Alright, I’ll be frank: I hate the aesthetic here. Esoteric letter-dumps make me think of hard drive failures, not occultism. Anyone can use alt codes! But if this demo were judged on cover alone, then it would be a mistake; this is some serious experimental shit. When people hear the phrase “Icelandic black metal”, they’ll either think “oh you mean hollow, dissonant black metal with complex song structures” or “what’s a black metal, and what are you doing in my kitchen”. ꙂꙨѮŮӜŮѮꙨꙂ (please don’t crash my browser) hits different: instead, we have lo-fi black / death with significant drone influence. Imagine a Sunn O))) and Ride for Revenge crossover album (at the risk of entertaining Pitchfork-esque analogiers): you have the drone and hoarse vocal collaborations taken by the former and the Tartarean black metal of the latter. Bassy chomps serve as the analogue to guitars, with filtered protestations serving what can only be loosely described as a vocal mix. This demo is far up there for anyone even remotely interested in the “experimental” tag, and at 28 minutes it’s the perfect length for wanting more without having less. Tracks 3, 4, and 7 are the most awesomely unsettling; but that’s like asking “which episode of The Prisoner should we watch tonight”. It’s going to be weird no matter what.

ŶᾦϚӾѺᾦѺӾϚᾦŶ by ꙂꙨѮŮӜŮѮꙨꙂ

Exsanguinated – Millions of Tortured Souls [USA, Death] (2021)

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Self-Released | 11-3-21

New York death metal’s brutal, pummeling aesthetic comes to the forefront on Exsanguinated’s first-ever release. This two-track demo recalls the hollow horror in the production of Immolation and Morpheus Descends, but with a spacious (though I wouldn’t say cavernous) approach to death metal songwriting that’s distinctly contemporary death metal. “Demon Infested Tomb” is like Pan.Thy.Monium after listening to too much Cop-era Swans; perhaps not industrial, but definitely churning, and with the open-throated hoarse growl that invoked Raagoonshinaah. Pinch harmonics buried under dust abound, as if the metal is entombed beneath the cemetery’s centerpiece. In nine minutes, Exsanguinated hits the autumnal nature of things ending; or perhaps here, they’re already rotted.

Millions Of Tortured Souls by Exsanguinated

Vaticinal Rites – Vaticinal Rites [UK, Death] (2021)

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Caligari Records / Dry Cough Records | 11-12-21

A little birdie told me (read: one of my fellow death metal nerds and I exchanged links on Discord) about how there’s a hell of an underground death metal scene in the UK right now – especially in Leeds and London. Well, I guess there’s always been a hell of a scene in London: and Vaticinal Rites is a next-level addition to that pedigree. This debut EP take significant influence from South Florida death metal circa-1993; not so much your Morbid Angels, but definitely your Monstrosities, Malevolent Creations, and Brutalities. It’s all wrapped up in crunchy production that lends itself well to dive bombs and guitar squelches, as awesomely shown on “Burning Elysium”. Like this year’s Antediluvian LP, this release is even cooler given that it’s a bit of a product of information sharing: two of the members live in southwest England within Devon (according to Ye Olde Metal Archives), so the release was primarily recorded through sharing tracks back-and-forth. And here I thought my Top 50 demos/EPs/splits was firmly established; here comes four tracks that completely shook down the rest.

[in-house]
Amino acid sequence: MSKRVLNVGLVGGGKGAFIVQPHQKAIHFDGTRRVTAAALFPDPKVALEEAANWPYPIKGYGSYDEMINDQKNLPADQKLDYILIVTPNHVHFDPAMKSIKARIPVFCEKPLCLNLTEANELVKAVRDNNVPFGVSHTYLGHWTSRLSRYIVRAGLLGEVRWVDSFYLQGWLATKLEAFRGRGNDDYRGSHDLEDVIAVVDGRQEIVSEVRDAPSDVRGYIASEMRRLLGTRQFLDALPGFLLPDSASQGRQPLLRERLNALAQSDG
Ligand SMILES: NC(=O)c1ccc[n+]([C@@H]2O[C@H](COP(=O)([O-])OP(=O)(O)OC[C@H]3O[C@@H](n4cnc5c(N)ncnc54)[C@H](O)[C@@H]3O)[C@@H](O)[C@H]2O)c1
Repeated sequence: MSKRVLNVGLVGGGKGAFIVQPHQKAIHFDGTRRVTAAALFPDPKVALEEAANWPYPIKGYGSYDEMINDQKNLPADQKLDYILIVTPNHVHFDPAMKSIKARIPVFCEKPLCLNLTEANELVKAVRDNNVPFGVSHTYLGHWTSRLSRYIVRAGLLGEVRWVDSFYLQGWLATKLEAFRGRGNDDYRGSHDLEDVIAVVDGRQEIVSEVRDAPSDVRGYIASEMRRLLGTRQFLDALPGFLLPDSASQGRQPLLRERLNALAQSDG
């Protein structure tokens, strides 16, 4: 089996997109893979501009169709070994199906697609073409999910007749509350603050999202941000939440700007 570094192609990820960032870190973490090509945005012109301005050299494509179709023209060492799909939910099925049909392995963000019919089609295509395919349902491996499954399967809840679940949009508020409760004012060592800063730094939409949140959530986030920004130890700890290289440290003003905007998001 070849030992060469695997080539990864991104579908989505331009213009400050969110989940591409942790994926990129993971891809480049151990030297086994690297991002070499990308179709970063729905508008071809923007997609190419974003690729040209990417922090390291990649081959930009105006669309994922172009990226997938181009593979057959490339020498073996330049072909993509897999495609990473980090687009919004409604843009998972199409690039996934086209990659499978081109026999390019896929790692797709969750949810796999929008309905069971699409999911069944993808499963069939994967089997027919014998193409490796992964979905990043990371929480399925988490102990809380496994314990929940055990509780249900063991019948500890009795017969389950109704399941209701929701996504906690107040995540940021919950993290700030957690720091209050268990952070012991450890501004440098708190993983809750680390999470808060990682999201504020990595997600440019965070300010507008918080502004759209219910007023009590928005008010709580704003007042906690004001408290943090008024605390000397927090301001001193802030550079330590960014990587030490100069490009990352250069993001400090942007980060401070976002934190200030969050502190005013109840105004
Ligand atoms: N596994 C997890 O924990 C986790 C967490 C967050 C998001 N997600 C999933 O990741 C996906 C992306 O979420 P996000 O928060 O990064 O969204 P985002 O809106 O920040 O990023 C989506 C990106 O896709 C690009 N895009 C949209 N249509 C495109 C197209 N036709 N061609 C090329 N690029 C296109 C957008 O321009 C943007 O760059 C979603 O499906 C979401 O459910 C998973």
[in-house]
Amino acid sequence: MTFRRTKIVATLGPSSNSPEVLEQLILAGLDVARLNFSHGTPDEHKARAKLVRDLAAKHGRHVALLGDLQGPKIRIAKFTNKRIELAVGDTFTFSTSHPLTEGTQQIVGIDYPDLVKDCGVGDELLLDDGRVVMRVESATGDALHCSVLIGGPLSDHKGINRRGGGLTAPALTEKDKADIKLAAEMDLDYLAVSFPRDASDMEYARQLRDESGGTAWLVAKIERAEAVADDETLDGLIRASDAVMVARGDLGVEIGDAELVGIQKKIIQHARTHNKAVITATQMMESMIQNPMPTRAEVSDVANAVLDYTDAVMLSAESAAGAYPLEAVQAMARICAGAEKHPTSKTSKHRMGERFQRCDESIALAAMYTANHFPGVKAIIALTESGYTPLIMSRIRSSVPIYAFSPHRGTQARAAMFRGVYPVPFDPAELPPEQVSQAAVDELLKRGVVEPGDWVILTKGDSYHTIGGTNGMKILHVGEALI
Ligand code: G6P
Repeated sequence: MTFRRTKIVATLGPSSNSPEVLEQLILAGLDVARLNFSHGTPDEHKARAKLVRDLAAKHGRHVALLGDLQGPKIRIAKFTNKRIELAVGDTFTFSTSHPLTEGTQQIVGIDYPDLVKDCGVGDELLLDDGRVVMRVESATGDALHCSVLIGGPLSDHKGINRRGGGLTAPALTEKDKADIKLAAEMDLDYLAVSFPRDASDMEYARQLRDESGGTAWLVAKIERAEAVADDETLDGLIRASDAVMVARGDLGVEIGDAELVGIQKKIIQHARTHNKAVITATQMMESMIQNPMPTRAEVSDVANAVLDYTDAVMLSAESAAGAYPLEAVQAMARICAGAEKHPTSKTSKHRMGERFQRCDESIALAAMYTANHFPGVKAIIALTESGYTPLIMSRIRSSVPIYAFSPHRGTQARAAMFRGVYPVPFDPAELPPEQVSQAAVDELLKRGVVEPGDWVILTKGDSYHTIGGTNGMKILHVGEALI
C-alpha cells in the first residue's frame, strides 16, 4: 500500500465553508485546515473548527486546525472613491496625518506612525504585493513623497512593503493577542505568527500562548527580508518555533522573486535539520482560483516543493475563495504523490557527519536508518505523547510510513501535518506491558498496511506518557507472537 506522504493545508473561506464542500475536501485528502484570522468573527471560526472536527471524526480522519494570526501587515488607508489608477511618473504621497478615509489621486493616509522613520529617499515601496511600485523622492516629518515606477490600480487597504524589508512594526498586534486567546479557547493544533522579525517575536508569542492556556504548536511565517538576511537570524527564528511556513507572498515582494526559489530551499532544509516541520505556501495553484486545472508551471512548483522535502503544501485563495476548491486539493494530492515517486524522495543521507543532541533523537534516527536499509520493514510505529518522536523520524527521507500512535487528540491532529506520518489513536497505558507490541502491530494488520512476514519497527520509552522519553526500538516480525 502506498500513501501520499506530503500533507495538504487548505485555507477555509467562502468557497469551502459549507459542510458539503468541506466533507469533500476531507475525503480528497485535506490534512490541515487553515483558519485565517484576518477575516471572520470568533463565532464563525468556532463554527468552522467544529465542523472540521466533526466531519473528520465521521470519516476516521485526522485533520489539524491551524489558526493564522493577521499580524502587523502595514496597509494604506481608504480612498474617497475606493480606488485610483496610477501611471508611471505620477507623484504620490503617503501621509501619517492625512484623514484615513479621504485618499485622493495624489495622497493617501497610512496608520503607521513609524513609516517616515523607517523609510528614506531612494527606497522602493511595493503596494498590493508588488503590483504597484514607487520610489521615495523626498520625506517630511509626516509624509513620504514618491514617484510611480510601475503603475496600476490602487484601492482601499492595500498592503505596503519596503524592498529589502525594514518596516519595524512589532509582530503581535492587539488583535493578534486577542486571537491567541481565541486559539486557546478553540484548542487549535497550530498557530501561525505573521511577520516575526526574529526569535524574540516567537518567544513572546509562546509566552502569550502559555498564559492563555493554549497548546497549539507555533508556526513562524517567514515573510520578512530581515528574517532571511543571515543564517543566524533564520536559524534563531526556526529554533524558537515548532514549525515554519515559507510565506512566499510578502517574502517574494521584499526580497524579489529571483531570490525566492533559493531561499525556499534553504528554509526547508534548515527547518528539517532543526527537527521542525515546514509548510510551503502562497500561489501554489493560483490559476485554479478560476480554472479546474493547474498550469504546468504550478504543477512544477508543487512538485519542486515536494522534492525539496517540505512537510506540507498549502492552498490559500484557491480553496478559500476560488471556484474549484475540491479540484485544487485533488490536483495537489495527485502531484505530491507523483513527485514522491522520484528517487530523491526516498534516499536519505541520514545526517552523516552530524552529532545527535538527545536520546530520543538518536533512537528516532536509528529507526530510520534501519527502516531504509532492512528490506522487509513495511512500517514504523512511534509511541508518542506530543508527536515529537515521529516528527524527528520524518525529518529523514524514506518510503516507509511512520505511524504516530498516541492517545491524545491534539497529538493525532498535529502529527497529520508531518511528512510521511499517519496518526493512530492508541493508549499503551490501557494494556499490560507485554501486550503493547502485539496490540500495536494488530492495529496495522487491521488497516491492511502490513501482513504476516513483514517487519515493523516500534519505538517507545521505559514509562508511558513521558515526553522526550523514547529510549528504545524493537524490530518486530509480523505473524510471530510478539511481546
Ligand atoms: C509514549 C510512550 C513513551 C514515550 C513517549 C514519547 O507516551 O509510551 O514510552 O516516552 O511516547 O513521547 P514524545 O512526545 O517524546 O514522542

Self-Titled EP by VATICINAL RITES

Thecodontion / Vessel of Iniquity – The Permian-Triassic Extinction Event [Italy / UK, Death / Black / Noise] (2021)

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I, Voidhanger | 9-3-21

The Permian-Triassic boundary is a great mystery of geological science: an event in which over 83 percent of all genera died. This period separates the Paleozoic Era from the Mesozoic Era – two of the great eras in our planet’s history. If you were a 6-year-old obsessed with dinosaurs like I was (or a 29-year-old like me now for whom that obsession still lives!), you might recall that the Mesozoic Era was when dinosaurs ruled the Earth. So what better two bands to explore this event than Thecodontion and Vessel of Iniquity? Thecodontion brings two black-and-death metal tracks from the Supercontinent recording sessions, which was my #4 album of 2020. These explore two taxa that emerged after the extinction, heralding the start of the Age of Reptiles, using dead-serious and extraordinarily researched history of both species’ classification schemes. Both tracks feature the band’s characteristic drum-and-bass approach to death metal with octave pedals to produce a unique, clean “lead guitar” tone. They’re riffy, clean, and filled with evocative solos that will click for fans of last year’s LP. And yet for this life to have flourished, death first occurred – that’s where Vessel of Iniquity comes in. “The Great Dying” is another name for the extinction event, and Vessel of Iniquity’s mixture of black metal and noise is perfectly suited for the harrowing, slow death brought to tens of millions of species. The track’s eleven minutes begin with a roaring wall-of-noise that gradually settles into a slow dread, later culminating in SP White’s layered shrieks and mournful guitar strums. Two stories of the same history – one of life, one of death – and an excellent split for all fans of extreme metal.